Major oil producing countries have agreed to start pumping more oil from next month. Stanley Reed reports in The New York Times.

The agreement reached on Sunday by countries in a group known as OPEC Plus could help ease pressure on gas prices and inflation as economies worldwide recover after the pandemic lockdown.

Gasoline prices in the United States are rising steadily, and the average price of a gallon of regular gasoline in the United States is currently $3.17, according to the AAA. A year ago, gasoline cost an average of $2.18 a gallon, as pandemic quarantines kept people close to home. And high gas prices contribute to inflation, an important measure of which Fastest climb in 13 years In June.

Under the agreement announced on Sunday, OPEC Plus, a group of 23 countries led by Saudi Arabia and including Russia, will increase production by 400,000 barrels per day each month from August. This will add about 2 percent to the world supply by the end of the year. The group accounts for roughly 40 percent of the world’s crude oil.

Treasury Secretary Janet Yellen questioned the Trump administration's tariffs on $360 billion worth of Chinese imports.
Credit…Erin Scott for The New York Times

Treasury Secretary Janet L. Yellen cast doubt on the merits of the U.S.-China trade deal, arguing that it has failed to resolve the most pressing disputes between the world’s two largest economies and warned that remaining tariffs remain in effect. It hurt American consumers.

Ms Yellen’s comments in an interview with The New York Times last week came seven months before the Biden administration had a comprehensive review of America’s economic relationship with China. Write Alan Rappeport and Keith Bradsher of The Times. The review should answer the fundamental question of what to do about the deal that former President Donald J. Trump signed in early 2020, which includes China’s commitments to purchase American products and reform trade practices.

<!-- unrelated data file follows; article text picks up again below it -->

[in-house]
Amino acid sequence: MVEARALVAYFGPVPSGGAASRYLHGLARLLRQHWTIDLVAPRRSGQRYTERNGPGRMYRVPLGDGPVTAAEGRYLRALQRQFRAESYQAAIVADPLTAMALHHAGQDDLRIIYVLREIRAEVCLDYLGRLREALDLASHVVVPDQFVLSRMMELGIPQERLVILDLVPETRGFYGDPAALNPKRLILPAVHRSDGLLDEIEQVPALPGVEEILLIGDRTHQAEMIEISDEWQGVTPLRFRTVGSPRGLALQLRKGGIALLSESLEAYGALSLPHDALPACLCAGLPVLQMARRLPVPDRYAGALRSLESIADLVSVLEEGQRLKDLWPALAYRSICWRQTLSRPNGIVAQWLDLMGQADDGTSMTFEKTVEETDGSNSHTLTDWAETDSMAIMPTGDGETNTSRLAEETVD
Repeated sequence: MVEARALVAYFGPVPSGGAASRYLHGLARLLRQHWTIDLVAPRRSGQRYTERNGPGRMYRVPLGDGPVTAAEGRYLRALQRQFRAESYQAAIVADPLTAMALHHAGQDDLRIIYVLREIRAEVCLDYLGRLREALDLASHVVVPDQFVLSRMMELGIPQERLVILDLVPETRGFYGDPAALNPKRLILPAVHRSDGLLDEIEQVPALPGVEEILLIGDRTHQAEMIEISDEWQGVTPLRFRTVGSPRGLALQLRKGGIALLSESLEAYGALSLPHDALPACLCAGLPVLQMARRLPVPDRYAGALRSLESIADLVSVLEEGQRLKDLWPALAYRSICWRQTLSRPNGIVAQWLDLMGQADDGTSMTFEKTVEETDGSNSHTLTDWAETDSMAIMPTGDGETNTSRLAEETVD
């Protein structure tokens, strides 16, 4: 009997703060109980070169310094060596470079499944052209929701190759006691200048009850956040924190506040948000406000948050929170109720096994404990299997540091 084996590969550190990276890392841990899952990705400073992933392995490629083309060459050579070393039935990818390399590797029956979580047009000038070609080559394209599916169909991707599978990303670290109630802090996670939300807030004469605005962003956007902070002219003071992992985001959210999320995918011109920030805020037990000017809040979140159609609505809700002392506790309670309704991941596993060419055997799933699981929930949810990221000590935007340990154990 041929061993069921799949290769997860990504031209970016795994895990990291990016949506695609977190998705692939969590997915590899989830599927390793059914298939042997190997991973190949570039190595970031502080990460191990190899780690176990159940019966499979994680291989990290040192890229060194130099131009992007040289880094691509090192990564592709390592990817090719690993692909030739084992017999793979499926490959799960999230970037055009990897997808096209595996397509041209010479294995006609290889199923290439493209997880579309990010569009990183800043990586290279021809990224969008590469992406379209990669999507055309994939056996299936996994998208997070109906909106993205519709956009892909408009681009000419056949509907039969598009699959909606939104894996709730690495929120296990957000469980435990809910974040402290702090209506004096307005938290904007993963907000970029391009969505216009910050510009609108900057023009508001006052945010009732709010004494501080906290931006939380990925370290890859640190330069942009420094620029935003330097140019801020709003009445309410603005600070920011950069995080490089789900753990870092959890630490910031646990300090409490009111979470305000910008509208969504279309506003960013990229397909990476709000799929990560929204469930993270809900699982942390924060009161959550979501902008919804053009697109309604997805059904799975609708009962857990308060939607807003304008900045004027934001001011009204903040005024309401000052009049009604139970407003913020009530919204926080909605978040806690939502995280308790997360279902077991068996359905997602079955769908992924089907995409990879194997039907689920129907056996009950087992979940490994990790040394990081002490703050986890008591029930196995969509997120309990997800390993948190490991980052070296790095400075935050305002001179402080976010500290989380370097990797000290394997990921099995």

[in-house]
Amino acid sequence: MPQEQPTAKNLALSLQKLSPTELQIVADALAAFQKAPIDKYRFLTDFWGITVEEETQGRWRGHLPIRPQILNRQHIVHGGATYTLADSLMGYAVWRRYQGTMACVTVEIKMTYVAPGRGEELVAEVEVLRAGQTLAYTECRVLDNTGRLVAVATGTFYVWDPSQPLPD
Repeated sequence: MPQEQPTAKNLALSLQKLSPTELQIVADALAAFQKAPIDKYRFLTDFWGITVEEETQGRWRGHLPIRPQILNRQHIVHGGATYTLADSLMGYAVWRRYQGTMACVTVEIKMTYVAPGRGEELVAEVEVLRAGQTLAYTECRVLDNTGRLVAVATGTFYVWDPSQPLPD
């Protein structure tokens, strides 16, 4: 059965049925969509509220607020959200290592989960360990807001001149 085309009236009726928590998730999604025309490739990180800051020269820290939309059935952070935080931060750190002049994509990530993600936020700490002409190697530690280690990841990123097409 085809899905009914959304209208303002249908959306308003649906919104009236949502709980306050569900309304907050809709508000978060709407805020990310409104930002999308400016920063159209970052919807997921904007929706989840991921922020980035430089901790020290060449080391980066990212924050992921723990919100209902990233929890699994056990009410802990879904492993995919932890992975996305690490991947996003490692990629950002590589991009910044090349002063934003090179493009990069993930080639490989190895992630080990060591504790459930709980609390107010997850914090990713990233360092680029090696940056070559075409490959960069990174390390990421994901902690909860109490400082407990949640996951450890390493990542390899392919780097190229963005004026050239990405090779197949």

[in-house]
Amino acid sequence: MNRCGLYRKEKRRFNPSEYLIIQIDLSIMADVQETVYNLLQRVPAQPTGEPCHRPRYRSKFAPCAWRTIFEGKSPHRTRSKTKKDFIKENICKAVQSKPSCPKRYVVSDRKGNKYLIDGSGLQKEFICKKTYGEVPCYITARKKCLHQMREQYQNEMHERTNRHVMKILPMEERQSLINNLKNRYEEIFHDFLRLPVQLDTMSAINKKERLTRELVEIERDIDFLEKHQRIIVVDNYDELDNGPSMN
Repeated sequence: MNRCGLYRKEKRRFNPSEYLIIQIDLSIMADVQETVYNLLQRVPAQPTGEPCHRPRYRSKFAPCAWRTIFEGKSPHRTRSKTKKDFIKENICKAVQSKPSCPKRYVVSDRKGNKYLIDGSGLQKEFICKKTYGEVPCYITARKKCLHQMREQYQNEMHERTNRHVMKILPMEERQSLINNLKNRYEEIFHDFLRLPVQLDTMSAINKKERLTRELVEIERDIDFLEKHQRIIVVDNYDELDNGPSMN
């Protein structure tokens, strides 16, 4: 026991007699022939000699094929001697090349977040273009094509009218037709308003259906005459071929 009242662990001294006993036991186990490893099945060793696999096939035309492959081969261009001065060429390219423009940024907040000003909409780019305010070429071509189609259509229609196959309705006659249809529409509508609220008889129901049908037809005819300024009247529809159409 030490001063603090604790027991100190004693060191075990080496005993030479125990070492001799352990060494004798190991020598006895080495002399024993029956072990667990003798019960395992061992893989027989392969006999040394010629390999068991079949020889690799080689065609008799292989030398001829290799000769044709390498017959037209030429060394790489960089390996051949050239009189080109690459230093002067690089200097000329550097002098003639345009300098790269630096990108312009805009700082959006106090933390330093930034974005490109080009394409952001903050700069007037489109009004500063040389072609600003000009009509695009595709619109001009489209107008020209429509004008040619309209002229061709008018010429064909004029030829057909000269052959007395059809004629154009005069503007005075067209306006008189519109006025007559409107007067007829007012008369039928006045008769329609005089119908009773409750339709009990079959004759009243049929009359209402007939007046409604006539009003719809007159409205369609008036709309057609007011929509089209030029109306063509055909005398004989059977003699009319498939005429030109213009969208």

The remaining tariffs on $360 billion of Chinese imports hang in the balance, and the Biden administration has said little about the fate of the deal. President Biden did not take action to roll back the tariffs, but Ms Yellen suggested they were not helping the economy.

“Tariffs are taxes on consumers, in some cases it seems to me that what we did hurt American consumers, and the type of deal the previous administration negotiated didn’t address many aspects of the core issues we had with China,” he said.

However, given the rising tensions between the two countries on other issues, it may be difficult to reach any new agreement. Biden administration warns US businesses in Hong Kong On Friday, about the possibility of electronic surveillance and the risks of doing business there, including handing over customer data to the authorities.

Chinese authorities welcome any unilateral American move Removing tariffs according to two people involved in China policy. But China is not willing to withhold large industry subsidies in exchange for a tariff deal, they said.

Academic experts in China share the government’s skepticism that any quick deal can be achieved.

“Even if we get back to the negotiating table, it will be difficult to reach an agreement,” said George Yu, a trade economist at Renmin University in Beijing.